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C. J. Cherryh's ``Chanur'' novels

The first book in this series stands alone. The next three must be read in sequence; they should not really be separate books at all. The fifth is a sequel and stands alone.

  1. Pride of Chanur
  2. Chanur's venture
  3. The Kif strike back
  4. Chanur's homecoming
  5. Chanur's legacy

This is some of the most gripping fiction I've read in any genre. The characters are real right down to their scars and buttons. The plots are convoluted and the action is furious. The theme is interspecies politics in a technological society a few hundred years hence.

There is an uneasy balance between Pyanfar Chanur's race, the bipedal cats that call themselves hani, and several other alien races. Things are complex enough at home, but out in space things are downright Byzantine. They trade, but they also poach and harass and maneuver and sometimes things get ugly. The different races have highly incompatible societies, and Pyanfar often has to make split-second decisions despite nearly complete ignorance of the internal politics and culture of the other races. Some of them are almost completely incomprehensible, like the methane-breathing Knnn who communicate in matrices of ideographs.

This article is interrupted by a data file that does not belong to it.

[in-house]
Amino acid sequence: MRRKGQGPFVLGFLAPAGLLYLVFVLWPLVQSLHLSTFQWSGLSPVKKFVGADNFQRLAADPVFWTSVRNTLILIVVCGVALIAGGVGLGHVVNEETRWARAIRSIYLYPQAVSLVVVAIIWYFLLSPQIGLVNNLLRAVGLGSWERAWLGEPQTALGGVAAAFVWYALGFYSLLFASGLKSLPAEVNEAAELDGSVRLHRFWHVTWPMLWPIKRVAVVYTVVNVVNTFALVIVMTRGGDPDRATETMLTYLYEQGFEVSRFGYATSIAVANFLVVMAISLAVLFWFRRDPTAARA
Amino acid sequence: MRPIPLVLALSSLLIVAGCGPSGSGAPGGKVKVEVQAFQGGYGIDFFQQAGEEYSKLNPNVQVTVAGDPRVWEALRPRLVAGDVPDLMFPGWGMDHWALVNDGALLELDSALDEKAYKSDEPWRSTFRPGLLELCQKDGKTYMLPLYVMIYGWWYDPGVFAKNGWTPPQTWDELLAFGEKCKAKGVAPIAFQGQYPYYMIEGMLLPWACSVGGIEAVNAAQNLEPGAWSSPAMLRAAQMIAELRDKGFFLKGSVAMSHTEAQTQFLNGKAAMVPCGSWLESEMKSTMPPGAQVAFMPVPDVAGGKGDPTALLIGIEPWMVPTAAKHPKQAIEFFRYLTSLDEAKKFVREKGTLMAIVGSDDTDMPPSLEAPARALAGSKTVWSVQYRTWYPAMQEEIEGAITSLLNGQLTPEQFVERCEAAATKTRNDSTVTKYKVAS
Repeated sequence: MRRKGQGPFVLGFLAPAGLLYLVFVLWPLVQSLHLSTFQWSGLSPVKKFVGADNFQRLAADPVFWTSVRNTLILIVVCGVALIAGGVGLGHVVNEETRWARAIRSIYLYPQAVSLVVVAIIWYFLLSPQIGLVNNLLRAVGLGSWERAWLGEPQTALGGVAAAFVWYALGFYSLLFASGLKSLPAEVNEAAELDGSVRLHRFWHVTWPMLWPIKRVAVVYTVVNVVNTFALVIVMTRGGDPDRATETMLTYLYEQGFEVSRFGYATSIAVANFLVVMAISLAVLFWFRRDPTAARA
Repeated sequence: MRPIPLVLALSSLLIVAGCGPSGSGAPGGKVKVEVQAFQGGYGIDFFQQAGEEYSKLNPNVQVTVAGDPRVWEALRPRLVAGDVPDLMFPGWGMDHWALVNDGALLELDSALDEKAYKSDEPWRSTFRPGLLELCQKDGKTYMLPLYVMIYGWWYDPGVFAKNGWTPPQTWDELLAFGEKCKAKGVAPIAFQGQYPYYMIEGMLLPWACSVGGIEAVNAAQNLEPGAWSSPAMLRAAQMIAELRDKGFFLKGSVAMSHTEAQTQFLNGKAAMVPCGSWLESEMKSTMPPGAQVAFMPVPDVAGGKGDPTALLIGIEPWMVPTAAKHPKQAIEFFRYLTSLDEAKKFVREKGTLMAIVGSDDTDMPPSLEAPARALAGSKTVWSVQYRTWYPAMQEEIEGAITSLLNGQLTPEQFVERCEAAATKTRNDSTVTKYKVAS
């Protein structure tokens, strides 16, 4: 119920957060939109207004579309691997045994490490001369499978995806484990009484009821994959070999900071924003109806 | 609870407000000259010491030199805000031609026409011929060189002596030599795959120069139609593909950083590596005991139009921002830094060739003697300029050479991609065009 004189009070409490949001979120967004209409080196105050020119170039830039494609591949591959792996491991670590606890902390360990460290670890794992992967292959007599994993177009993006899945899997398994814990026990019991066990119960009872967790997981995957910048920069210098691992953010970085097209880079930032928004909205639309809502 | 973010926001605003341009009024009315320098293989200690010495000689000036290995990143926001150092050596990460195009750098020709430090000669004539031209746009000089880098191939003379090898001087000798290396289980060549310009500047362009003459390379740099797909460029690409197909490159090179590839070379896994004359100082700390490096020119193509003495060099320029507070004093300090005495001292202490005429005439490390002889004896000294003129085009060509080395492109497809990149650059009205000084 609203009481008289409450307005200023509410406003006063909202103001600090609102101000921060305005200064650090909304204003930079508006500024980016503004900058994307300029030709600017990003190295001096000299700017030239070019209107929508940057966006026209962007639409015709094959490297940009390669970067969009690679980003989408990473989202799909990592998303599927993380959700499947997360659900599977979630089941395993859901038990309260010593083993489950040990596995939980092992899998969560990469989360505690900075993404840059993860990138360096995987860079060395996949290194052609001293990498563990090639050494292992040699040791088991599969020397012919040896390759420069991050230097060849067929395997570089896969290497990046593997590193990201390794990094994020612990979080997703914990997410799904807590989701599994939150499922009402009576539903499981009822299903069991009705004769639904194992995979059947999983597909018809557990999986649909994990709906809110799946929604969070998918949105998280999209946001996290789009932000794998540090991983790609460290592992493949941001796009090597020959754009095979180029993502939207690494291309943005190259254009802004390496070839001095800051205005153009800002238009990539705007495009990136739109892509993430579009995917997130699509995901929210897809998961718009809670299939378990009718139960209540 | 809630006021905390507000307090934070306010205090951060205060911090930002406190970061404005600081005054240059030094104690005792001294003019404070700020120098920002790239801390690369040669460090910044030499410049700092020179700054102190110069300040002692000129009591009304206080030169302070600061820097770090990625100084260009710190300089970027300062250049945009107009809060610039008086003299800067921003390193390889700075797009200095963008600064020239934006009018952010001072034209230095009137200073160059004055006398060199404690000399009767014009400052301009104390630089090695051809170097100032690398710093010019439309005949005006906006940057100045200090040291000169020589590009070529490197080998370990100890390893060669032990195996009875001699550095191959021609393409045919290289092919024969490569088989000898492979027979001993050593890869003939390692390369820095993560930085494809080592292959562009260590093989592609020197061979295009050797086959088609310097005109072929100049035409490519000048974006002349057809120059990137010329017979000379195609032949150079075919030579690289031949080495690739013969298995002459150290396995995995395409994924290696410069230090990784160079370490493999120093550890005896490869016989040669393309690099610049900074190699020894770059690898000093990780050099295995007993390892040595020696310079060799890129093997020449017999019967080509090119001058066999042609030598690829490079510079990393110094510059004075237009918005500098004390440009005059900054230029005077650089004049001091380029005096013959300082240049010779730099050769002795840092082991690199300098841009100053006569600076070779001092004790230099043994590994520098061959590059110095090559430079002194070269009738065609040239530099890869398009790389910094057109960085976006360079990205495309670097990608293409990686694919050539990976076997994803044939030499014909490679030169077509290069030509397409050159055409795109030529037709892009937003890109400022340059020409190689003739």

Now Pyanfar has discovered a human---a specimen of a completely unknown race. The addition of a new race to the political mix is bound to make things unstable.

The surface story is terrific, but one of the things I enjoyed the most about the series is the sexual politics of the hani. Hani males are drones who fight over breeding rights back home while the females trade throughout known space. Pyanfar has upset hani society by taking a male into space and teaching him the ropes. In a rather delicious and subtle pastiche of human society, Pyanfar fights an uphill battle trying to convince her peers that yes, men can be good for something---only their cultural conditioning makes them appear to be useless, not their genetic makeup.

From the author's homepage:

Pyanfar's motto is, when confronted with vastly intelligent, aggressive politics: Do something totally irrational and let the enemy think himself to death.

This series is related to several other crackling good Cherryh books like Downbelow Station, Forty Thousand in Gehenna, Heavy Time, and many others. They are all great reads.

Next: C. J. Cherryh's ``Cyteen'' novels
See also: Favorite science fiction authors: C. J. Cherryh
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John W. Shipman,
Last updated: 2000/07/01 16:53:30